Millennials, the second largest generation since the Baby Boomers, are now aged between 22 and 40. That puts them firmly in the first home buyer category, with the average age for a first home buyer in 2017 being 32.
Much has been written about this generation’s approach to work, family and lifestyle choices. But what do they want in a house? And how does it differ from the generations that have preceded them? After all, in a few years time they’ll represent 40% of all buyers, so it’s worth taking their purchase power seriously.
An American study asked millennials to assume they owned a three bedroom house built 20 years ago, and then gave them a $300,000 budget for upgrades. That study found that the majority of them would upgrade their appliances as a first priority, followed by a large master bedroom, two-car garage and solar panels or other renewables. Extra bedrooms, swimming pools and outdoor space were less important.
In Australia, the findings are similar.
Unsurprisingly, price is a consideration for this group. They’re therefore happy to compromise on an older house if it fits the budget. However, outdated interiors must allow for upgrade to the high tech environment of today. Sleek interiors, a functional outline and contemporary design will all make a millennial buyer sit up and take notice, whereas a home with an awkward layout or no way to add power points and modern lighting can be a turn off.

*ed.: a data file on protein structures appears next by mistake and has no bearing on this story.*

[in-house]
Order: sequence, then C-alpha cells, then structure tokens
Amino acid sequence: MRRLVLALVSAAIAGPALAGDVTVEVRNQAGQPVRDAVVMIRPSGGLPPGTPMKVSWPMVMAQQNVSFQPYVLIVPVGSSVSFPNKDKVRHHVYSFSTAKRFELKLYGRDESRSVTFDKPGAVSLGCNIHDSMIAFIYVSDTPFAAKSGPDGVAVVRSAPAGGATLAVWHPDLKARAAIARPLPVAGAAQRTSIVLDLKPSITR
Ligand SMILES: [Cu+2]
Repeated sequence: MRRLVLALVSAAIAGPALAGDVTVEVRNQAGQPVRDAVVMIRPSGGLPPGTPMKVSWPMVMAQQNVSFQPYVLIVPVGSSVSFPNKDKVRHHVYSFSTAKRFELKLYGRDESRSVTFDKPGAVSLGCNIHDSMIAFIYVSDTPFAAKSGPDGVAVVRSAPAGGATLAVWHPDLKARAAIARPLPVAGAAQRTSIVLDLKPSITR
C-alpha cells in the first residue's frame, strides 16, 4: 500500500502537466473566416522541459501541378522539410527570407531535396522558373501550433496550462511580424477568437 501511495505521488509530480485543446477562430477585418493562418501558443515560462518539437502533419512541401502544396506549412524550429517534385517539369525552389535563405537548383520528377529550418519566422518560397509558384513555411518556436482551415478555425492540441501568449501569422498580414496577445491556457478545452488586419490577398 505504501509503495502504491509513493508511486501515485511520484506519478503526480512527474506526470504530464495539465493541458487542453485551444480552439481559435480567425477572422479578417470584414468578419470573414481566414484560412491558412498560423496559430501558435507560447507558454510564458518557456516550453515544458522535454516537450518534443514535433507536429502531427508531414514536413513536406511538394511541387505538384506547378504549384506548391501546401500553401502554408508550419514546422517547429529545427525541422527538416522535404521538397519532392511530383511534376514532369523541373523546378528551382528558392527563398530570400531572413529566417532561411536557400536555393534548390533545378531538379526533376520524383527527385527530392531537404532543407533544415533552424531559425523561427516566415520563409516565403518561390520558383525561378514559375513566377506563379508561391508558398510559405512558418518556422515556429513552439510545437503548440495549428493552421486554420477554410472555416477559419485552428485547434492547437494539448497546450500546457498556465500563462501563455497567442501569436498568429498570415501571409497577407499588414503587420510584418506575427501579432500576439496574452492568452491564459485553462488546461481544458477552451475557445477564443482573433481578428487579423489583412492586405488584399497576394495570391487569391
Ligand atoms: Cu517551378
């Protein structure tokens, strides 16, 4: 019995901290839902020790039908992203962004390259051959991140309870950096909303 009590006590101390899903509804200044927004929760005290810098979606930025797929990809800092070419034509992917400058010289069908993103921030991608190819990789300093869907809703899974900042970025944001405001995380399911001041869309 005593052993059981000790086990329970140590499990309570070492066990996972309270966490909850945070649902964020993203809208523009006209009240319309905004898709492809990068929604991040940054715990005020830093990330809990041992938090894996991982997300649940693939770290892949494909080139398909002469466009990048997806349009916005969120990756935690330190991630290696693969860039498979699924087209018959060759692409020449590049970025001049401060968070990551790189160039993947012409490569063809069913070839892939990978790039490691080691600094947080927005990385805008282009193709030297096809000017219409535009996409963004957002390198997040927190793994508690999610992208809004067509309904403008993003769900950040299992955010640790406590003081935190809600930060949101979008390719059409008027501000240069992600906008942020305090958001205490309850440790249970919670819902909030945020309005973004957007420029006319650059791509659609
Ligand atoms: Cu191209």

Those with a bit more cash to splash will be looking for the following things:
A great kitchen
This is a generation who champion food and home cooking, as the popularity of cooking shows will attest. It’s no surprise, then, that they’re looking for the biggest and best kitchen their money will buy, with an open floor plan top of the list.
Energy saving features
Bathrooms are next on the priority list, with the focus on water-saving fixtures that cut down on the environmental footprint of the house. In fact, energy savers are a huge draw for millennials, with solar panels scoring especially well. Old appliances, poor insulation and high maintenance fixtures are all a turnoff.
Low maintenance living
Likewise, millennials don’t want to spend a lot of time on household upkeep, so they’re looking for finishes that wear well without a lot of maintenance. Hardwood or tiled floors are more enticing than carpet, with uncluttered finishes and sleek built ins a plus. Minimalism has been a strong trend for a while, and millennials are attracted by a simply staged room over one with clutter and ornaments on display.’
Millennials prize being close to work, friends and family over proximity to health services or entertainment. In fact, most of them aim to buy within 20km of where they currently live. For many, a shorter commute trumps all other considerations, and they’ll pay a premium to achieve it.
If you’re selling, the chances are good that you’re selling to millennials, so consider spending your renovation budget on the things that they care about.